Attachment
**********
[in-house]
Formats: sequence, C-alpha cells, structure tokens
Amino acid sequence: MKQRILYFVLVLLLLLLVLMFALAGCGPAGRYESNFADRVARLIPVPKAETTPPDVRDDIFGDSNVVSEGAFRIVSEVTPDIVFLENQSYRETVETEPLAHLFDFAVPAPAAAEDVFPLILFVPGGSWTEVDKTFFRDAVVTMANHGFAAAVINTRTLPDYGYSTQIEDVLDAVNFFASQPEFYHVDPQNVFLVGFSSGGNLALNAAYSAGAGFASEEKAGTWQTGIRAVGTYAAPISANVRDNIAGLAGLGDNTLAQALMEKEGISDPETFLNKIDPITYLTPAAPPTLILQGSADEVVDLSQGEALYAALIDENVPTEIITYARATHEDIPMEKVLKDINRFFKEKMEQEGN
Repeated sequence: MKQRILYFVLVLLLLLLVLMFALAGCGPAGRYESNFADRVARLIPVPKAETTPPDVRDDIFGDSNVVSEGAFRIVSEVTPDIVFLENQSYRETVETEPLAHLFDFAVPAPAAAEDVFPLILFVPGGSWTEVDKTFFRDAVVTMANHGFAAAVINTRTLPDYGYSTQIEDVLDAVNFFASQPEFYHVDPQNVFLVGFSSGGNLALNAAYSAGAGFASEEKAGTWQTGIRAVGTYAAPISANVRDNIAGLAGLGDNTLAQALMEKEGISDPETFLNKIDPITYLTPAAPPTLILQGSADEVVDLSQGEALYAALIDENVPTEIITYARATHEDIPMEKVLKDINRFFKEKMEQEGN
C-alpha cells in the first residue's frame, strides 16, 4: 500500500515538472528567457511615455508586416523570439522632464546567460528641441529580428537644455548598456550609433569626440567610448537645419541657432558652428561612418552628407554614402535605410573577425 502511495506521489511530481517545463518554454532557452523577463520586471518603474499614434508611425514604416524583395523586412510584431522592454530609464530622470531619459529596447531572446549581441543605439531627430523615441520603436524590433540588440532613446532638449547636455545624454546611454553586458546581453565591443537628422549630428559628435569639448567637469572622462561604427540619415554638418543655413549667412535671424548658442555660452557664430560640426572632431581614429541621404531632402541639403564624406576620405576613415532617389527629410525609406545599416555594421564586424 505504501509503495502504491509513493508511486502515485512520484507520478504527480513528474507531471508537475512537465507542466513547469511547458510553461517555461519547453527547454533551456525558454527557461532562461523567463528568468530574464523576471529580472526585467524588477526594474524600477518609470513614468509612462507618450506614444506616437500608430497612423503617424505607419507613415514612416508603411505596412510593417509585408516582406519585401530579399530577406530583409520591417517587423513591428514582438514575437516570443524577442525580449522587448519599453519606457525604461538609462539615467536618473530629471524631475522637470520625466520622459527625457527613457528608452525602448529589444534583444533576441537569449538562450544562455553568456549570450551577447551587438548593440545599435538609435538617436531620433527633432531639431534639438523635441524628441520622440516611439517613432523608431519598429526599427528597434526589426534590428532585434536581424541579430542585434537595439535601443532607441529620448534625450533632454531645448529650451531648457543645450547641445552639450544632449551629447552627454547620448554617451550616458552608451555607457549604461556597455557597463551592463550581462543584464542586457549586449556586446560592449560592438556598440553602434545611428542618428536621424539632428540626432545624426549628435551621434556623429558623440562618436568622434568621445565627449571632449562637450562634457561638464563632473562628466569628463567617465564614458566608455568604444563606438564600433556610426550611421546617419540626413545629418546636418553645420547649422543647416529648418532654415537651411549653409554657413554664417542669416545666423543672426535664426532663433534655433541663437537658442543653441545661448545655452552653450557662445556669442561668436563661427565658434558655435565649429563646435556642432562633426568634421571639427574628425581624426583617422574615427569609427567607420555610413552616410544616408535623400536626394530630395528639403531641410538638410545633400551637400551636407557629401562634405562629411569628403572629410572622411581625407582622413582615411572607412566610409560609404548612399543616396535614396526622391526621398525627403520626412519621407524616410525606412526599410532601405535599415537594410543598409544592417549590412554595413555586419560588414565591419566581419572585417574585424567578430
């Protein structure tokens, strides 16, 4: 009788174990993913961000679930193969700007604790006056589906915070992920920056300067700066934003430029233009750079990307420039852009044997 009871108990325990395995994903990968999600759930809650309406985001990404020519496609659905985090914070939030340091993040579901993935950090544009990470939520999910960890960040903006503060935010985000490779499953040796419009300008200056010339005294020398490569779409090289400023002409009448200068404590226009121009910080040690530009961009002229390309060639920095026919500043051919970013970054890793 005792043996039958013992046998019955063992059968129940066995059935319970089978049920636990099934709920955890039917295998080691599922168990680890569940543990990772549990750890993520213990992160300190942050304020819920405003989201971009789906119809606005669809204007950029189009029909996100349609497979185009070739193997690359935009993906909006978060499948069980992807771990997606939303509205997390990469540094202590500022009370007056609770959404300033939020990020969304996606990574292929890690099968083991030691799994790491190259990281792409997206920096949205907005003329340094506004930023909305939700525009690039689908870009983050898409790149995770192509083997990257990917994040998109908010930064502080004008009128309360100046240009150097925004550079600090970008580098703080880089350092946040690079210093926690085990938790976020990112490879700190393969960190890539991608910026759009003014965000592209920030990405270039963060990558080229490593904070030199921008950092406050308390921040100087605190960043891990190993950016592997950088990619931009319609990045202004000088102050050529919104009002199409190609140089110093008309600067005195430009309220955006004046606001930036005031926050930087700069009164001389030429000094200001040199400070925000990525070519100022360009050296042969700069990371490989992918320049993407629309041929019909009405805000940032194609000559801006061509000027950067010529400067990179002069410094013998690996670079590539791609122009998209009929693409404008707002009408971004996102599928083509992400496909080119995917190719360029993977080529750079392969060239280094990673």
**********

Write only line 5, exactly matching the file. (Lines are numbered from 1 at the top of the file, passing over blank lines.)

C-alpha cells in the first residue's frame, strides 16, 4: 500500500515538472528567457511615455508586416523570439522632464546567460528641441529580428537644455548598456550609433569626440567610448537645419541657432558652428561612418552628407554614402535605410573577425 502511495506521489511530481517545463518554454532557452523577463520586471518603474499614434508611425514604416524583395523586412510584431522592454530609464530622470531619459529596447531572446549581441543605439531627430523615441520603436524590433540588440532613446532638449547636455545624454546611454553586458546581453565591443537628422549630428559628435569639448567637469572622462561604427540619415554638418543655413549667412535671424548658442555660452557664430560640426572632431581614429541621404531632402541639403564624406576620405576613415532617389527629410525609406545599416555594421564586424 505504501509503495502504491509513493508511486502515485512520484507520478504527480513528474507531471508537475512537465507542466513547469511547458510553461517555461519547453527547454533551456525558454527557461532562461523567463528568468530574464523576471529580472526585467524588477526594474524600477518609470513614468509612462507618450506614444506616437500608430497612423503617424505607419507613415514612416508603411505596412510593417509585408516582406519585401530579399530577406530583409520591417517587423513591428514582438514575437516570443524577442525580449522587448519599453519606457525604461538609462539615467536618473530629471524631475522637470520625466520622459527625457527613457528608452525602448529589444534583444533576441537569449538562450544562455553568456549570450551577447551587438548593440545599435538609435538617436531620433527633432531639431534639438523635441524628441520622440516611439517613432523608431519598429526599427528597434526589426534590428532585434536581424541579430542585434537595439535601443532607441529620448534625450533632454531645448529650451531648457543645450547641445552639450544632449551629447552627454547620448554617451550616458552608451555607457549604461556597455557597463551592463550581462543584464542586457549586449556586446560592449560592438556598440553602434545611428542618428536621424539632428540626432545624426549628435551621434556623429558623440562618436568622434568621445565627449571632449562637450562634457561638464563632473562628466569628463567617465564614458566608455568604444563606438564600433556610426550611421546617419540626413545629418546636418553645420547649422543647416529648418532654415537651411549653409554657413554664417542669416545666423543672426535664426532663433534655433541663437537658442543653441545661448545655452552653450557662445556669442561668436563661427565658434558655435565649429563646435556642432562633426568634421571639427574628425581624426583617422574615427569609427567607420555610413552616410544616408535623400536626394530630395528639403531641410538638410545633400551637400551636407557629401562634405562629411569628403572629410572622411581625407582622413582615411572607412566610409560609404548612399543616396535614396526622391526621398525627403520626412519621407524616410525606412526599410532601405535599415537594410543598409544592417549590412554595413555586419560588414565591419566581419572585417574585424567578430